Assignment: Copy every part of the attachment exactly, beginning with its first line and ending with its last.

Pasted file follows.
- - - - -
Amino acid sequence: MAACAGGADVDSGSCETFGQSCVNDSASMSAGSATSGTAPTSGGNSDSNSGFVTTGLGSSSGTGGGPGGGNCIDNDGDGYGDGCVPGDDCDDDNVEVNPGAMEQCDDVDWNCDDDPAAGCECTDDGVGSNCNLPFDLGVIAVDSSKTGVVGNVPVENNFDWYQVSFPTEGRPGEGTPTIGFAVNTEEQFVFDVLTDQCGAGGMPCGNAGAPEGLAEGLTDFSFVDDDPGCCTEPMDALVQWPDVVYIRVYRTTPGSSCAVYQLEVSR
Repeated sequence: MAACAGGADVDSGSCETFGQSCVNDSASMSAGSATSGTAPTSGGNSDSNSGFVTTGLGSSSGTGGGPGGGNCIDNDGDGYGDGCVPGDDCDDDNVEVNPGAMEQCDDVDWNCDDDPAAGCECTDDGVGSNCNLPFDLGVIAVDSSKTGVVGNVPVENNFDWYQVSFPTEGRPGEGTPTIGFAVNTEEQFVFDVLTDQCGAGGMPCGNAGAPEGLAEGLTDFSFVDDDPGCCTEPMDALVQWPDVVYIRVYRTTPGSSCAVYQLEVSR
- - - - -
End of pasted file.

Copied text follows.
Amino acid sequence: MAACAGGADVDSGSCETFGQSCVNDSASMSAGSATSGTAPTSGGNSDSNSGFVTTGLGSSSGTGGGPGGGNCIDNDGDGYGDGCVPGDDCDDDNVEVNPGAMEQCDDVDWNCDDDPAAGCECTDDGVGSNCNLPFDLGVIAVDSSKTGVVGNVPVENNFDWYQVSFPTEGRPGEGTPTIGFAVNTEEQFVFDVLTDQCGAGGMPCGNAGAPEGLAEGLTDFSFVDDDPGCCTEPMDALVQWPDVVYIRVYRTTPGSSCAVYQLEVSR
Repeated sequence: MAACAGGADVDSGSCETFGQSCVNDSASMSAGSATSGTAPTSGGNSDSNSGFVTTGLGSSSGTGGGPGGGNCIDNDGDGYGDGCVPGDDCDDDNVEVNPGAMEQCDDVDWNCDDDPAAGCECTDDGVGSNCNLPFDLGVIAVDSSKTGVVGNVPVENNFDWYQVSFPTEGRPGEGTPTIGFAVNTEEQFVFDVLTDQCGAGGMPCGNAGAPEGLAEGLTDFSFVDDDPGCCTEPMDALVQWPDVVYIRVYRTTPGSSCAVYQLEVSR